Trihalomethanes and haloacetic acid species from the chlorination of algal organic matter and bromide

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- By: , , , , , , ,

Courtesy of IWA Publishing

Bromide and algal pollution are important factors influencing disinfection byproduct (DBP) formation and speciation in reservoir water in coastal areas. In this study, the chlorination of model algal cellular compounds (bovine serum albumin, fish oil and starch), Microcystis aeruginosa and its extra-cellular organic matter (EOM) were conducted in the absence and presence of bromide. The main aim of the present study is to explore their potential as precursors for trihalomethanes (THMs) and haloacetic acid (HAAs) speciation upon chlorination in the presence of bromide. The results showed that all brominated THMs species were generated, whereas only bromochloroacetic acid (BCAA) or/and dibromoacetic acid (DBAA) was/were produced as for brominated HAAs (Br-HAAs) from the three model compounds in the presence of bromide. The effect of bromide on Br-HAAs speciation upon fish oil chlorination was more evident than with BSA and starch. There was a good correlation between the species predicted from the model compounds and those obtained from specific algal species. Br-HAAs and Br-THMs species from Microcystis aeruginosa cells or EOM were the same as those from bovine serum albumin in the presence of bromide.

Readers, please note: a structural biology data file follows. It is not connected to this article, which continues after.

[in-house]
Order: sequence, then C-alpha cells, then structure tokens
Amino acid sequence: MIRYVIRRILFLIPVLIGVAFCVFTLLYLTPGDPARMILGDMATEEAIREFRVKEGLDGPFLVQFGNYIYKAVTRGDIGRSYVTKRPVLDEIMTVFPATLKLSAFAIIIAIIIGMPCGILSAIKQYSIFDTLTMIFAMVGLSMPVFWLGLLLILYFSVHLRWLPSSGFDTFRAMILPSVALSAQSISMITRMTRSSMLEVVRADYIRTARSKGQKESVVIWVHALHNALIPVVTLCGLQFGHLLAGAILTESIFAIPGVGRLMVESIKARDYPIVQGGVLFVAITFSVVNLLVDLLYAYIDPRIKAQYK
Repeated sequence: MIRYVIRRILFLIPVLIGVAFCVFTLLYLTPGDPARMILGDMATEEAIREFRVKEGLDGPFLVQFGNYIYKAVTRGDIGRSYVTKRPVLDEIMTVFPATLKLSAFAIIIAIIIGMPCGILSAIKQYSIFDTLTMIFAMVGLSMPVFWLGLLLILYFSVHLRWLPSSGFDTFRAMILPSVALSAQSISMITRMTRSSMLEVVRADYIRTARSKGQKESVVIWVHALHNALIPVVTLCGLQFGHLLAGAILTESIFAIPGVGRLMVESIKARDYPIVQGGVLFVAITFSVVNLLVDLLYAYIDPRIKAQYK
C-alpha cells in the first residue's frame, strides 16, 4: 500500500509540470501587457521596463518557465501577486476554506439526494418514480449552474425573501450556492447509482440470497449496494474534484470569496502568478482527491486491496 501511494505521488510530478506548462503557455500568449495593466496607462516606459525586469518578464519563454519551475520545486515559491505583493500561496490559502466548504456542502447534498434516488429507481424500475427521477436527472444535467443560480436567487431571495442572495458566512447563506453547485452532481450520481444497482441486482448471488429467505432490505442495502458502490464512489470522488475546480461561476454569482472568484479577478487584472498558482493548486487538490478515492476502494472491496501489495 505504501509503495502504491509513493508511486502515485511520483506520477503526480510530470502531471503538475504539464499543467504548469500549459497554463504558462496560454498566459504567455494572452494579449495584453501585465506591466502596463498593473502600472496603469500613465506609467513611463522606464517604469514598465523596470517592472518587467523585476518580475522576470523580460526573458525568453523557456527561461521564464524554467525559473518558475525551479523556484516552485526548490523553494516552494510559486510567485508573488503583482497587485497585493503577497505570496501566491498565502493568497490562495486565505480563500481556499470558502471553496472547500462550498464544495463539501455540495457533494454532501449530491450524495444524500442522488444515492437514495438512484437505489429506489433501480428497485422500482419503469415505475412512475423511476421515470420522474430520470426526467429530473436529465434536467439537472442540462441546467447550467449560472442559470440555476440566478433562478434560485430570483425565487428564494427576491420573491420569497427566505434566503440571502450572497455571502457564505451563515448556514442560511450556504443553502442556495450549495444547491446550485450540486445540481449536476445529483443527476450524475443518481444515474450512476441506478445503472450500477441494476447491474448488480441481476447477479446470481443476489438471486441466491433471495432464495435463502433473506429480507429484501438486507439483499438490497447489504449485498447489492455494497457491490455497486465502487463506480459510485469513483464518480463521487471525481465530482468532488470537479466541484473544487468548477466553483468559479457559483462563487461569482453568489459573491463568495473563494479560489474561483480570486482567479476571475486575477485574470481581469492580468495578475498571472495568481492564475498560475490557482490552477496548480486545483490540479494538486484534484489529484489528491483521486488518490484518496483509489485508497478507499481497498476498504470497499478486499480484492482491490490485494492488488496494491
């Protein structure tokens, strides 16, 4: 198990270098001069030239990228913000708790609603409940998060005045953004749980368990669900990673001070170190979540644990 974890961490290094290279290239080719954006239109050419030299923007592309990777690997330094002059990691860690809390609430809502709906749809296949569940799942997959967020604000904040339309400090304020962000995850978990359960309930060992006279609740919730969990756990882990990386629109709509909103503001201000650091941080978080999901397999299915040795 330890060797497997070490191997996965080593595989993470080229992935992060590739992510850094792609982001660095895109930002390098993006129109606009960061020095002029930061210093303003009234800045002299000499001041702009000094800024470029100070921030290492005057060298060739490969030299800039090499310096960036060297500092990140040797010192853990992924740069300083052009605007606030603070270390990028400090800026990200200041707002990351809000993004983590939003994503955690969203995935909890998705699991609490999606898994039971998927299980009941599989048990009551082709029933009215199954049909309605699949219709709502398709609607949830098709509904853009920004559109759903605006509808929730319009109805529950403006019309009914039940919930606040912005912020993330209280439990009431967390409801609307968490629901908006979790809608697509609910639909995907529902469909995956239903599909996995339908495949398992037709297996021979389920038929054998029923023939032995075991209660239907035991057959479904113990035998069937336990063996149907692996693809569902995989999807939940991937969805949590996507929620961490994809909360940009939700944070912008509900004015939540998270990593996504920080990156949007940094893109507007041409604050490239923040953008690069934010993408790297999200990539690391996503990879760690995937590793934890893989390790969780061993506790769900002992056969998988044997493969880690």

Keywords: bromide, chlorination, Microcystis aeruginosa, model biochemical composition, speciation

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